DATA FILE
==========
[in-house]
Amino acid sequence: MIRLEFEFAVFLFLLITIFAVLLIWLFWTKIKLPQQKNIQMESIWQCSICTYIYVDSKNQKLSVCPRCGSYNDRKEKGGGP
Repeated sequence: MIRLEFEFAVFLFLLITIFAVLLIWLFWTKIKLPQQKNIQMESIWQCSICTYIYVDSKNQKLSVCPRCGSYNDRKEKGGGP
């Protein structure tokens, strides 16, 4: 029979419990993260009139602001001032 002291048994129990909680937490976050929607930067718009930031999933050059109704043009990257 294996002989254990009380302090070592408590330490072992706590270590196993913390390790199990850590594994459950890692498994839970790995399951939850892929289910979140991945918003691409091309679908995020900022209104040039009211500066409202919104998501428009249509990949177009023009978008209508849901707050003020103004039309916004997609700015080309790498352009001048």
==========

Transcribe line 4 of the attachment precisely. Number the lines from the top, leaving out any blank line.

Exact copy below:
């Protein structure tokens, strides 16, 4: 029979419990993260009139602001001032 002291048994129990909680937490976050929607930067718009930031999933050059109704043009990257 294996002989254990009380302090070592408590330490072992706590270590196993913390390790199990850590594994459950890692498994839970790995399951939850892929289910979140991945918003691409091309679908995020900022209104040039009211500066409202919104998501428009249509990949177009023009978008209508849901707050003020103004039309916004997609700015080309790498352009001048």